Logansport Pharos-Tribune from Logansport, Indiana on May 10, 1895 · Page 4
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May 10, 1895

Logansport Pharos-Tribune from Logansport, Indiana · Page 4

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Logansport, Indiana
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Friday, May 10, 1895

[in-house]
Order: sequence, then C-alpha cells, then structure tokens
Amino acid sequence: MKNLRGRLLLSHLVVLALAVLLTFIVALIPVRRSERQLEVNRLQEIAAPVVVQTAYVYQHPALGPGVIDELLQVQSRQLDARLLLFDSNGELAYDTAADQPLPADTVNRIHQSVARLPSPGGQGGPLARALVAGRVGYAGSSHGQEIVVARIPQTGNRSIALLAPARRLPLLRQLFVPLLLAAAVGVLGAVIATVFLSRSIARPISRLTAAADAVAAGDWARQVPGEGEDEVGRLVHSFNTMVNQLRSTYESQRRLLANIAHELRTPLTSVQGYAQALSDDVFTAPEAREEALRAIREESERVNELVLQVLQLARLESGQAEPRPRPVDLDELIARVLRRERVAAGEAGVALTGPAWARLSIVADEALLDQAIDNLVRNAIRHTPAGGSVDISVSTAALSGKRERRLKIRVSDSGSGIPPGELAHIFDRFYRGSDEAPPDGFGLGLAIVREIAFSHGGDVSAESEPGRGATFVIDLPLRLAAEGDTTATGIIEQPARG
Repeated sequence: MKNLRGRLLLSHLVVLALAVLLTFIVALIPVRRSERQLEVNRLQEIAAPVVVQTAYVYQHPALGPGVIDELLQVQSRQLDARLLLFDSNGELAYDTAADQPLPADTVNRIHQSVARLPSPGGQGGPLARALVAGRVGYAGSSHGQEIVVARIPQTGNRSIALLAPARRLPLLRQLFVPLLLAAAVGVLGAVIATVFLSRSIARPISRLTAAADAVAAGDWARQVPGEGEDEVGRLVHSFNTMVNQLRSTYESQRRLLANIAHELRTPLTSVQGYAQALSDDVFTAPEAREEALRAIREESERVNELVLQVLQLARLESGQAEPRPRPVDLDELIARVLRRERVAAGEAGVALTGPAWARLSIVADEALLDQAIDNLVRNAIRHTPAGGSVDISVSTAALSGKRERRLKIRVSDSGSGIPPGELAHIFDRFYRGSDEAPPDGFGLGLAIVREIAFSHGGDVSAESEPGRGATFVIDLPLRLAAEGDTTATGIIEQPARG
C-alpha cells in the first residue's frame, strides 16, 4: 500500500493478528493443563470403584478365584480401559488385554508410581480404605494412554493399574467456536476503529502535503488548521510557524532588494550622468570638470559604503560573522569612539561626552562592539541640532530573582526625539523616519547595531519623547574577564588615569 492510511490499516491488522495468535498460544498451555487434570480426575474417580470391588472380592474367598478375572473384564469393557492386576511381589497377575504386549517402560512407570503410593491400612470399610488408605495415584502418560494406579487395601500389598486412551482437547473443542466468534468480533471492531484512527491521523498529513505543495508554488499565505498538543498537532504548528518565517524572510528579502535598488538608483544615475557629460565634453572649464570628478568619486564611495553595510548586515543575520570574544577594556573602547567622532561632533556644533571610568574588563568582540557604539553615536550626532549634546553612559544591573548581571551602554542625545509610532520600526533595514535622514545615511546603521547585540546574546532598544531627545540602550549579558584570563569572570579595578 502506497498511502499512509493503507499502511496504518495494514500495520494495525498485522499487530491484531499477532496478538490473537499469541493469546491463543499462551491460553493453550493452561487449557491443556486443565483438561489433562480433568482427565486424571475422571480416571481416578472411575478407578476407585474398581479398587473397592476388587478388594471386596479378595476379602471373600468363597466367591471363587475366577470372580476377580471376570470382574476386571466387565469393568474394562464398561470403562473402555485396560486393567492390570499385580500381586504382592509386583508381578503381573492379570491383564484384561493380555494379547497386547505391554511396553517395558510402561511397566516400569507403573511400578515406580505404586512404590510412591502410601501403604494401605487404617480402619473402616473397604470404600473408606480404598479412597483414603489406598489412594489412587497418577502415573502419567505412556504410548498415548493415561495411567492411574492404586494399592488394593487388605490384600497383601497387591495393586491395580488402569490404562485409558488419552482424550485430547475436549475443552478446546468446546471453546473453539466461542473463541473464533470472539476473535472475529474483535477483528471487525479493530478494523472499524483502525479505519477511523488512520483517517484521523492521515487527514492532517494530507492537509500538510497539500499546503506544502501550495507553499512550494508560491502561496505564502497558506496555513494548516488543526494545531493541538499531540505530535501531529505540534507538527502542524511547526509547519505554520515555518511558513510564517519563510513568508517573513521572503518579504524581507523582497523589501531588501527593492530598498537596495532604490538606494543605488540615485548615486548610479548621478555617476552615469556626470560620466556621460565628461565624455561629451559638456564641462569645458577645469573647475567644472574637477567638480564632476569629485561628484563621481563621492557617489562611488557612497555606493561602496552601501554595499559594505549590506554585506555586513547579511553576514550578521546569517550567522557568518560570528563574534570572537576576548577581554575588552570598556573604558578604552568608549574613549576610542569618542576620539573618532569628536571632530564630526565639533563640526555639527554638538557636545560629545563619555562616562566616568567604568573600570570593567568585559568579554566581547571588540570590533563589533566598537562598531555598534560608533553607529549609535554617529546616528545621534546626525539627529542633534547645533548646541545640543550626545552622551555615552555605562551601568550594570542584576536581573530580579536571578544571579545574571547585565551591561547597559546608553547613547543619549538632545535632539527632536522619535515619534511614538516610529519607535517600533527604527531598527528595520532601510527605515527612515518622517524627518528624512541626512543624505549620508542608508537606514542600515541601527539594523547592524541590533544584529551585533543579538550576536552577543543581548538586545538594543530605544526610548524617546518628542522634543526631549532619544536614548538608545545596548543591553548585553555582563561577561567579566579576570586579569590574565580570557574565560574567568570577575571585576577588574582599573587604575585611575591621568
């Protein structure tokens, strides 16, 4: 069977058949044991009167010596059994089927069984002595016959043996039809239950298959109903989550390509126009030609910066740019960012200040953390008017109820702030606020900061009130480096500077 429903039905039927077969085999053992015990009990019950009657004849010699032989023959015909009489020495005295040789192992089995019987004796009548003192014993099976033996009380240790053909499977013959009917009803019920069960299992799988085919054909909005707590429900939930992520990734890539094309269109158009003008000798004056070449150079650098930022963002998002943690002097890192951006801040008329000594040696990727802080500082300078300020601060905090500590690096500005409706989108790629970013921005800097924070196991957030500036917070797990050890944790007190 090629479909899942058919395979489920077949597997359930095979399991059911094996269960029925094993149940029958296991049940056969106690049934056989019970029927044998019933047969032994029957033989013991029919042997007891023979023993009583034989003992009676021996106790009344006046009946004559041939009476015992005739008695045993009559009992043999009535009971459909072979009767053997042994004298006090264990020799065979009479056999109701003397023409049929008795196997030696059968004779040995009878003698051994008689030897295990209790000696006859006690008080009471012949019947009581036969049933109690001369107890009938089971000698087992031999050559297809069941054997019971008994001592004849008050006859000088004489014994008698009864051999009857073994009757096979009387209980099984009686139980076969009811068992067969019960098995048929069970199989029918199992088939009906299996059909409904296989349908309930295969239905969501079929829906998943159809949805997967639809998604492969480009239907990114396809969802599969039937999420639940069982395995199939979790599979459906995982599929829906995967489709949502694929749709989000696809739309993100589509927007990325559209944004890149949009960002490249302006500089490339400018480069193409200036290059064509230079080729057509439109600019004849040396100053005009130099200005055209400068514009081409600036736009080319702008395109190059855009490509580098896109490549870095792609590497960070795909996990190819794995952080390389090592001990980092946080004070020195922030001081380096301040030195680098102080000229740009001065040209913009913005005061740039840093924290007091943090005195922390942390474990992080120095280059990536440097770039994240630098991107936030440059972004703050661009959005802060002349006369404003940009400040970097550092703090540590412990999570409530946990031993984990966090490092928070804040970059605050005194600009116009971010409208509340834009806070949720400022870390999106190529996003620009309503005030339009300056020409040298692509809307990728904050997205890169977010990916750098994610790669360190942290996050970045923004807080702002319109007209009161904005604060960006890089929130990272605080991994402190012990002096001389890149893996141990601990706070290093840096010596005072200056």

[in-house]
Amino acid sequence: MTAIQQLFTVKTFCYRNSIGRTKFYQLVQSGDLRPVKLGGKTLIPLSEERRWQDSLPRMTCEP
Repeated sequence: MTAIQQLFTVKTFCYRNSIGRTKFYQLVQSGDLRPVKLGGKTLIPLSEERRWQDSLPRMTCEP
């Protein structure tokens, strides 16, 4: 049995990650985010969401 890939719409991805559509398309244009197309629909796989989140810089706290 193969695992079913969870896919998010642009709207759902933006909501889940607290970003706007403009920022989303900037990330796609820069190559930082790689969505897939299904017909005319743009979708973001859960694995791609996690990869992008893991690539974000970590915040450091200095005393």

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g°?%P?WJil!^^ John Gray s CORNEK ON Ladies Fast Black Hose! Six pairs in a box at a price never before heard off for a high grade base. Come and See Them State National Bank, Logansport, Indiana. CAPITAL __ $200,000 J. f. JOUKHOH, PKM. S. W. CLLKIIT, Vic* FMS H. T. HKITHHIHK, CjisHntii, —DIKKCTOHS.— I. f. Johnson S. W. Cllerr, J, T. Elliott, W. M. Elliott, W. H, Snider. Buy and sell Government Bond*. Loan money on personal security and collaterals. Issue special certificates of deposit bearing 3 per cent when left ono year; 2 per cent per tnnnm when deposited 6 months, BoxeH in Safety Deposit Vaults ot this bank for the deposit of deeds, • Insurance policies, mortgages and other valuables, rented at from 1C to $15 per year DAILY JOURNAL: Published eTery day In tte week (except Monday) bj the LOSAHSPOBT JOOBIUI/ Co. ^ fntOORPOBATBD. W. S. WRI6HT A. HABUY C. W. GRATES S. B. BOTEB Pmsi •• N VI01 PWST'l < 8«CK*T. .'. TBKASUKXH THE OJTICIAL PAPIB OF THK CITT. [Entered as second-class matter at Ike Logtns- portfost Office. JebtnsiT 8. 1B88-] FRIDAY MORNING, MAY 10. ELY'S CATARHH CREAM BALM Is quickly Absorbed. , Cleanses the Vasal Passages Allays Pain and Inflammation. Heals the Sores Protects the MembranetFom Additional Cold Restores the Senses olTas UAY-FE HAT ft IT WILL CURE. A pnrtlclc In iipplltnl Into "each nostril and IB •nwmblfl. Price 60 cpnts at Drmtglst or by Mill ELY BROTHERS, M Warreu St., New York City. Lake Erie & Western. Fora Union Station, Through tickets sold to polntu In"; the United 4t»teiand Clinnda, SOUTH.: Arrive.: Depart. Ha2Undliiniir>ollflEx.,p 7:00am No.23MallJcKxpressS 1128am ll:45am Ho. 26 Toledo Cipreas, S 3:25 pm Ho.» KvonlDK Express S...- 8:10 p m No 101 Local FroUhttt- 4,45 p m NORTH. Arrlre. Depart, rtaaOMiillfcExprPfis S 10:12am 10:22ara NO,!BM!c!iU»iiCit>-D« 4:30 pro 4:15 pra No34DetroltKxpron»S 9:S6pm No. 180 Accommodation ot-. 7:00am D. Dallj, S. DiUlr wept Snndnj, •No. 22 does not run north of Peru Sundays. *^ tRuns i!onda;», Wedneuduys Fridays and Snn- ttKtmi Monday, Tuesday, Thursd&y and Satut- a>y. TTolOD depot connections (it Bloomlngton and Pcorla for points west, louUmeatand northwest. Direct connection* mode at Lima, Fostorla, Fremont or £andn»ky lor nil points east. Immediate connections at Tlpton with train* on Main Line and I. A M. C. Ely., lor all points North, South, East and West. for ticket. rntp5 and general Information call on TD09. J-O.LLKN, TlcKct Agent L. I. ft W. B'y -P«rn, Indiana. C. If. DALY, flen'l Pom. A«. IMDIAMAPOLI9, IND. COMING DOWN! / Are tli# prices on bicycles, so low are they now, that tney are -within iwch of nil, old nnd young, rich «nd poor can enjoy themselves] alike. [High grade bicycles for f45 aO&e BURGMAN CYCLE CO. OMl and »«e for yourself. •Mdguuters of the Bicycle; U«M«n(ter Service 421MABKET8T. PEONS 80. WANTED. W B.T do r*op!e complain of bard tiroes, wlen any woman or man can nuke m m fatollO • daj easily. M have beard of the. wonderful •access of me Climax Dim Wssler; jet inanytt* Bpt to think tbej can'tn>akernoneyjeUln«lt;but • BOY ono can make money selling It: bet any one '•- «mn make money, because ewj famllf KanUvne. One arenc bas made H78.S8 in the Uat three . m omba. after paring all eipewes and ^tending to ir«ul»rboslnesabe»l<l**. Toil dont bar* to 1 e»m ara; aa soon a* people know jou h«» It lot ml* tber lend (or ft BUn TTarter. iddreia the Clunu Mr*. Co., 45 Starr Are,, Colombo*, OHIO, *«e pwtieulan. LEADING- Democrats in various see lions of the country are frankly nd- mltllnff tbe hopeleaenes 8 of tbe outlook for Democratic success. United Statea Senator John M. Palmer of Illinois, a leader of the Democratic party in that-State when asked con- earning- the outlook for the -Democracy of that State replied. "It hae no outlook. Every man in tbe party is looking out for himself and eating the others up " Ex.Governor Campbell of Ohio was recently Interviewed by a representative Of the Cleveland World on the chances of the Democrats in the Buckeye State. He said: "In order to achieve a Democratic victory a change of 70,000 votes would be necessary.- The change from 188,000 Republican plurality in 1894 to a Democratic plurality In 1895 hardly aocme possible." THE pardoning power has baan so greatly abused by governors in many of tbe States that the appoint ment of pardoning boards to consider all applications is being strongly advocated in some sections. In Pennsylvania, Ohio and eome other Statea tho Governor can only grant pardons on ihe recommendation of the board of pardons, The power of pardon vested with tho Governor has been abused in this as in other States. Speaking of the recent publication of the list of pardons granted in Dela- .waro by Governor Reynolds during his term In office which expired the first of the year the Wilmington, Del., Morning News said: "The average number of prisoners in Delaware Is two hundred, so that there was pardoned each year seven and one-half per centum of the prisoners confined in the various prisons, and this in a population of about 170,000 persons." Along tbe same line a Pennsylvania exchange recently contained the following: < In nearly every cose where the pardoning power rests solely in the hands of the governor an abuse of It IB reported during the last few days and hours of the official life of a state's executive. Governor Flower of New York, granted a number of pardons in this way. Governor Peck of Wisconsin ended his two burlesque administrations by pardoning fourteen criminals, and other outgoing govern,ors, among whom was Levelling of Kansas, showed their clemency by pardoning state's prison convicts. The most discouraging thing; about this executive clemency U that It is exercised so often in favor of mur. derers. During the three years'terra of Governor Flower he pardoned or commuted the sentences of-sixty-six murderers, or an average of twenty-two a year, and . six of the criminals who found favor with Governor Peck just before he took his plunge into tha obscurity of private life were murder, era and serving life sentences. The record in Rhode Island, where they do not hang for murder, le forty-five conviction* since 18S8 for murder and twenty-two pardons to convictions. One of these murderers served only eight months before he was set free by the governor. Governor Altgeld of Illinois had been in office only a few months before he had released forty murderers from prison, and while his record in this respect since may not have been so offensive, it appears certain that^he will leave office two years hence with the largest number of pardons for murderers to his credit that any governor of Illinois ever had. This is a discouraging record when it is remembered how difficult it hae become to secure convictions for murder in the Oral degree and how rapidly the orimo of murder is increasing. The most trustworthy record puts the number of murders in this country at 5,906 in 1891, at 6.791 in. 189?, at 6,615 in 1893 and at 9,800-ln 1894, and yet while the murders last year increased nearly 50 per cent over the previous year the legal executions In. creased only six. Another proof of the reluctanCA of juried to convict and the delay* and obstacle* that can be thrown In the way of executions is a compariion between the conviction i lecured now In Federal courts in homicide trial* and during the first forty years ot the existence of the government. From 1789 to 1829, out of 138 tri«0i under United Statea law* for murder there were 118 conviction* but In 1890. out of 120 luoh trial*, there were only ilzteen conviction*. ABOUT CLAY EATEES. The Disgusting Habit IB Common In All Countries. Trlbel of Indian* Who Mix Mad with Their Bread—Som» Slnmlur B«»- «ons for tbe Abominable Practice. Amonpr' the extraordinary passions for eating uncommon things mast be reckoned that which some people exhibit for eating earth or clay. Of this practice, which -would appear to have once prevailed all over the world, says the Philadelphia Times, numerous examples were cited by Capt. J. G. Bourke United States army, in the ninth annual report of the burean of-ethnology In some places the custom has deg-en crated into a ceremonial, while ii others the eating of this strange food still prevails as a kind of necessity to the lives of those who arc addicted to|it. The Mexican devotees picked up a piece of clay in the temple of Tezcatli- poca and ate it with the greatest reverence, and also ate a piece of earth in swearing by the sun and earth. But the use of clay by the Mexicans was not merely a matter of ceremony, for tbe substance seems to have been an esculent in common use. Edible earth was sold openly in the markets of Mex ico and appears in the list of foods given by Gomara. Cabeza de Vaca says that the Indians of Florida rite clay, and that the natives ofEored him many mesquite beans which they ate mixed with earth. Vcne gas asserted that the Indians of California ato earth. The traditions of the Indians of San Juan Capistrano and vicinity show that they had fed upon a kind of elay which they often used upon their heads by way of ornament. Tho Tatu Indians of California, according to Powers, mix red earth into their acorn broad to make the latter sweet and cause it to go further. Sir John Franklin writes that the banks of tbe Mackenzie river contain -layers of ; kind of -unctuous mud which the Tin neh Indians used as food during the seasons of famine, and oven nt other times chow as an amusement. It has a milky taste and the flavor is not disagreeable. The Apache and Navajo branches of the Athabascan family of North American Indians are not un acquainted with the use of clay us a comestible, although amon£ the former it Is now rarely used, and among the latter is employed only as a condiment to relieve c the bitterness of the taste of the wild potato. In the same manner it is known to both the Zuni and the Tusaynn. In South America, likewise, the eating of clay prevails among the Indians on the banks of the Orinoco, throughout Brazil and on the mountains of Bolivia and Peru. In western Africa the negroes of Guinea have long been known to eat a yellowish earth called by them "caouac," and the flavor and taste of which is very agreeable to them and said to cause them no inconvenience. Some addict themselves so excessively to the use of it that it becomes to them a real necessity, and no punishment is sufficient to restrain them from the practice of consuming it. When the Guinea negroes were hi former times carried as slaves to the West India islands they were observed to continue the custom of eating clay. But the "caouac" of the American islands, or the substance which the poor negroes attempted to substitute in their now homes for the African earth, was found to injure the health of the Flaves who ato it, and so tbe practice was long ago forbidden and has possibly now died out in the West India colonies. In Martinque, a species of red earth or yellowish tufa was formerly secretly sold In the markets, but the use of it has probably ceased In the French colonies also. In eastern Asia a similar practice prevails in various places. In the Island of Java, between Somnvbaya and Samarang 1 , Labillardlere saw small square reddish cakes of earth sold In the villages for tho purpose of being eaten. Those were found by Ehrenberg to consist for the most part of the remains of microscopic animals and plants which had lived and been deposited in fresh water. Some of the Japanese, too, are addicted to the practice of eating earth. Dr. Love, some time ago, published an analysis of a clny which k eaten to a considerable extent by the Ainos; It occurs in a bed several feet thick in the valley of Tsio-tonal (cat-earth valley) on the north coast of Yesso. It is light gray In color and of fine structure. The people mix with the clay fragments of the leaf of some plant for tho aromatic principle it contains. They eat the earth because they think it contains some beneficial substance, not because i* is a necessity with them. They have meat and abundance of vegetable food. The clay is eaten in the form of a soup. Several pounds are boiled with lily roots in a small quantity of water, and afterward strained. The Ainos pronounce the soup very palatable. In Eunjut valley, in the Sikkim Him- alaaas, a red clayioccnrs which the natives chew, especially as a cure for the goitre. In Smith's "Aborigines of Victoria," it is stated that a kind of earth, pounded and mixed with the root of the "mene" (a species of Haemadorum), Is eaten by natives of west Australia. MR. CURZON'S CAREER. Hits teller 1 * Hoxband Is • Man of COB- •Iderable ImU-Hdnilltr- Hon. George N. Curzon, who has Just married tho handsome daughter of Lev! Z. Letter, of Washington and Chicago, is a member of parliament lor Southport, Lancashire, which position he haa" ; held since 1886. In 1890-91 he was nn- der^ecretary for India. His house at. Derbyshire Is called Kedleston ball* and his town honee is at 5 Carleton ter- race, London! Mr. Cnrzon nafi? eled a great deal in the east and is an authority on oriental topics. His numerous journeys have taken him to .China, Siam, Burmah, India, Persia, and only in January last he returned from Afghanistan, where he was received by the ameer at Kabul. Mr. Cnrzon has written several interesting HON. OEOBOE N. CUBZOX, M. P. books of travel, showing a close observation of the manners and customs of the countries which he has visited and of which lie has written. Among the books are "Russia in Central Asia," "Persia" and "Problems of the Far East." Mr. Curzon's books have attracted considerable attention in this country, and by them he is known among- the literary people of New York and New England quite as well as if he had lived there all his life; Hn has visited America and is not a stranger in Washington. The groom attended All Souls', of Oxford, of which he is an M. A. and a fellow. He was born on January 11, 1850, and is some eight years the senior of his bride. Mr. Ciirzon is ono of a family of eleven children, all of whom are living but one. His brother, next in ag-e, is captain of the Third Battery of Sherwood Foi-eslers, Derbyshire regiment, and is connected by marriage witli the old family of Rokeby, whose names are only, found now in the list_of extinct peerages. Tie h;is another brother who has taken his B. A. at Oxford. Of his sisters, Sophia is tho wife of Rev. Charles MacMichael, vicar of Stanton-in-Peak, Derby. Upon the death of the present Baron Scarsdalo the plain Georg* N. Curzon will succeed to the title of the house, and Miss Latter will be her ladyship, with all the honors that that title implies among the oldest families in England. RIDES A BICYCLE. Dr. A. Conan Doyle. Phyiiclan, Author and Wheel Crank. When the spirits are low, when the day appears dark, when work becomes monotonous, when hopes seem hardly worth having, just mount a bicycle, writes the author.of "Sherlock Holmes," in Demorest's Magazine, and go for a good spin down the road, without thougtit of anything but the ride you aro taking. ' I have, myself, ridden tho bicycle most during my practice as a physician and during my work in letters. In tho morning or the afternoon, before or after work, as tho mood o'ertakes me. I mount the wheel and am off for a spin of a few miles up or down the road from my country place. I can only DB. . COS AS DOTLB. speak words of praise for tho bicycle, '.or I believe that its use is commonly jeneficial and not at all detrimental to xealth, except in the matter of beginners who overdo it The bicycle craze seems to me to be only in its infancy, for probably in time we shall witness the spectacle of our mslness men going to their offices mounted on the bicycle, instead of us- ng the tramways. As for the bicycle being more popular .. America than ,-in England, I am rather inclined to believe, from what I lave seen in both countries, that its >opularity on sides of the water, among Dnglish speaking- people, Is a pretty :ven thing. WcddlnK Customs 'In Turkey. The dowry of a Turkish bride is fixed both by law and custom, and must not exceed a sum equal to $1.70 in United States currency. On no pretext .an this amount be made greater- or ess, even though the parents be ex-* tremely poor or immensely wealthy. ?he wedding is invariably set for Thursday, the festivities beginning on ,he previous Monday and lasting four .ays. The merry-making is carried on >y the men and women separately, and ach day is distinguished by a change i ceremonies. On no account will ?urks allow spoons, forks, knives or wfoe on-the -tablo when celebrating a wedding. . Gladstone once, said: "I .believe that an income tax does more than any other tax to demoralize and corrupt the people." 'That must be the reason the democrats adopted the income twc or this country. Their business ha» >ecn io' .demoralize and corrupt— Chicago Inter Ocean. Highcit of tD in Le*TeDingPon«.—Latest U.S.GoY*t Report Baking Powder PURE BRAINS AND BREAD. Intelligence an Important Facto* In tho Bake shop. Th« Staff of X.II* as Produced by Baki Is Foueued ot But I.HU* Sustaining Power — A Three-Cent Luncheon. "With brains, sir," was the cclebrttt- ed rejoinder of Sir Joshua Reynolds to the question ot an inquisitive and probably shallow young painter who asked him with what he mixed his colors. Is brains tho ingredient that was left out ol the loaves which were exhibited at the pure food show? as,ks Kato Field's Washington. Four hundred competing loaves all fell short ol the standard, if it is reported fairly. If is more generous to believe, however that the standard has been raised bj an intelligence which means to cduatte the community, In New York a few exclusive bakers advertise "high-class bread" at high- class prices; actually it is not too good. But brains in Boston, joined with bro'th- erly kindness, have produced bread which may challenge any competition and which is sold to the public in tiny loaves, perhaps better called long rolls at oue cent apiece; faultless breiud. sweet as the wheat can make it, but not sweeter; light and fine and close: exquisitely baked in the mild, slow heat of a brick oven. This bread, such as the rich seldom taste, comes daily from the New England Kitchen for all w'ho are so fortunate as to be able to send for it. It is the product of the intelligence and philanthropy of a society for the promotion of public health. When the \-itchen was organized a few years ago its first six months' working was supervised by Mrs. Mary Abell, wlio had taken tho Lamb prize for an essay upon sanitary and economic cooking. This essay, accompanied by recipes ar.d menus for the poorest wage earners, is among the publications of the Syracuse public health society. Proof of the economy and excellence- of the cooking of the delightful Boston Kitchen may be made by anyone who is hurrying, as I once was, to the Providence depot without time for lunch and with ideas above a railway station restaurant. I was provided with a small paper box. I bought one of the little loaves I have just described; it nearly filled tho box. For another cent it wait buttered. ,What else could I carry? I. was offered a slice of spiced pressed, meat, such as is made very poorly in, some houses and called veal loaf. But, that was not poor, but delicate and savory. It was daintily wrapped in white paraffine paper, all ready to bo handled neatly. This was also ono cent. Here was a wholesome, delicate and abundant lunch for three cents. I thought of Franklin, opening his career in Philadelphia with his big Dutch penny roll, and, like him, I indulged in some philosophizing. One hundred and fifty years of what we call "progress" separate us from Franklin. In those years the era of homemade bread, with that of homespun clothing, has departed. And still we have no good public bread—only the chaffy and spongy baker's loaf, overraised, undermixed, deceitful and dear. Poor men cannot be fed with such bread, and BO they wash it down with spirits. We are a great people and we have the greatest chain of lakes and the biggest rivers and the widest wheat-fields on. the globe; but we are not able to give the multitude bread until it has been turned into carbonic acid gas for the profit of the bakers. In feudal days the lord of the manor had the monopoly of the oven; no bread for the peasant but that which was baked in his oven. By tbe independence and competition of the laborer we have attained the privilege of starving ourselves. Is it not almost time to swing back to the public oven, supervised by the best intelligence of the community, and secured against the greed of competition? There is not wanted free bread to deprave the soul, or sour bread to deprave the stomach, or high-class bread to suit the rich; but honest bread, fit to be called once more the staff of ]ii»s BIG PRICES FOR FURNITURE. Auctioneer. Talk ot th« PrlY»te Sale ot IHch Mep'i Effect*. A party of auctioneers en route from Chicago to Buffalo were in the smoking- room of a Lake Shore sleeper the otber night telling stories. "Selling horses and farm stuff by auction is all right," said one, "but for genuine fun give me the private sale of a rich man's furniture. When Anthony Drexel died there were a lot of th'ings which had personal reminiscences connected with them which everyone wanted. It was finally decided to hold a family auction and sell them to the. highest bidder. Tbe first thing I put up was a small clock, worth, I suppose, about twenty dollars. " '111 give five hundred dollars,' was the first bid. It came from a nephew. " 'Make it one thousand dollars," interjected a younger son. "'Fifteen hundred dollars,' replied the nephew. "The ne.phew won and got the twenty- dollar clock for money with which-he could have bought the finest clock ia Philadelphia. I never x kne-iv whatth* history of the clock was, but itnmrt h»re had a peculiar one. Then I put HD ft biff arm-chair. It was the cb*lr Drexel had satin lor over'twenty yean and it had a valuable association for each one of the family. A married daughter and young Anthony Drexel were the ones who wanted It the most, and the bidding, which opened at one thousand dollars, was spirited and lively. I finally sold tho chair to Anthony for six thousand five hundred dollars. The day's sales brought in over twenty-five thousand dollars." "I never had anything as good as that," said another auctioneer, "but I sold tb\ Childs effects in the same way. The chief contest was over one of those old-fashioned tall clocks. Childs' eldest son finally bought it for eighteen hundred and fifty dollars, and it is now hi tho Ledger office in Philadelphia." PHYSIC WITH YOUR PIE. The 'Food Care'* a New VTrlnkl* Am«nft- Doctor! ID Knjrland. The "food cure," is a comparatively new idea, introduced into England by several physicians of advanced ideas, who boldly advanced the proposition that they can cure ordinary human ills by dieting and without the iise of medicines, says the New York Mail and Express. They claim that certain foods contain all the elements neccssiu-y to effect cures; that they have made up a list which embraces tonics, febrifuges, diuretics, and, in fact, c\-ory medicinal agent that is defined in the pharmacopoeia. These foods arc of the simplest character, but the English doctors do not disclose them, except to thoir patients. They say that in the course of ten years there will not be one-third the medicine used -that is used to-day, and they point out the fact that the sale of quinine and all antipyretics has decreased in the last five years to a remarkable degree. "There is a good deal of common sense in the idea," said a physician who had heard of the new departure, "and it may take if doctors generally will go into it, but I fear patients will not. Why? Well, you might convince a man that he was getting sufficient iron for his system when ho was eat- injr beef, or that if he needed starch be could get it from bread instead of from pills, but you couldn't do that with a. woman. They do not reason that way; I am speaking" especially of patients, slightly hypochondriacal when I say they would reject such treatment immediately; but, as a general tiring, you can apply the rule to all womankind. "Advice as to exercise or diet is generally lost. The average woman wants to take medicine, and if it Is very disagreeable she imagines it is very efficacious. She gradually gets a mania for pills and potions, and takes delight in dosing everybody who will submit. Now, if a doctor can readily help her condition by giving- her bread pills with a hypnotic suggestion, I think it Is his duty to do so, and collect his fee. He might as well whistle down the north wind as to make a woman believe that exercise and diet are better than medicine. II he is overly conscientious and abandons the case another fellow comes along- and gets it, so the natural temptation Is to cater to a patient's whims." Aluminum launcnes are io DC tried In the French navy on a largo scale. An order for 42,000 kilogrammes of the metal has been given to the Aluminum company at Neuhausen, Switzerland, which is at present tho largest manufacturer of tho metal in th« world, though tho Pittsburgh company U rapidly catchimr UD with It H EART DISEASE, ro* many other ailment* when they have taken hold ot tbe lyitero, never gets bwttcr ot its own accord, but Constantly jrroiM tcor»e. There »re :tbousanos who know they have a defective heart, but will not admit the fact. They don't want their friends to worry, and IDon't ktunt> what to take for it, *» they have been told time and again that heart disease was incurable. Such was the caso of Mr. Silas Farley of Dyesvllle, Ohio iruo writes June 19, 1894, as follows: "X had. lieart Ai*en*t> for »» year*, my haart hurting E;C almost continually. The first 15 years I doctored all the time, trying several physicians and remedies, until my last doctor told me Jt was only a •question of time as I could not be cured. I gradually grew worse, very weak, and completely discouraged, until 'i lived, propped half up in bed, because I couldn't lie dotnt nor Bit up. Thinking my time bad come I told my family what I wanted done when I was gene. Bat on the first day of Ksrch on the recommendation of Mrs. Fannie .Jones, Of Anderso'i, Ind~, I commenced taking Dr. HUe*" Sent Cure for th» Beart and wonderful to tell, in ten days I wtt worldog at light work and on March 1» com* nmnced framing a barn, which is DCATT wcrk, and I bav'nt lost a day since. 1 am 35 yeirs old, 6 f t- 4tf inches and weigh 250ibs. I believe I am full* cured, and I am now only amrions that everyone shall know of your wonderful remedies." ^, liycsrille, Ohio. Srt*»7iMxr. *. Miles Hemrt Cure to «Jld «» * . iiranteetbattbe first bottle will benefit. jiSSggisM sell It at «, 6 home, for fe or Hirill be sent, prepaid, pnnwetpt of rtc» by tbe Dr. Mlk» Medic*! Co, Ind. Dr. Miles'Heart Cure Restores Health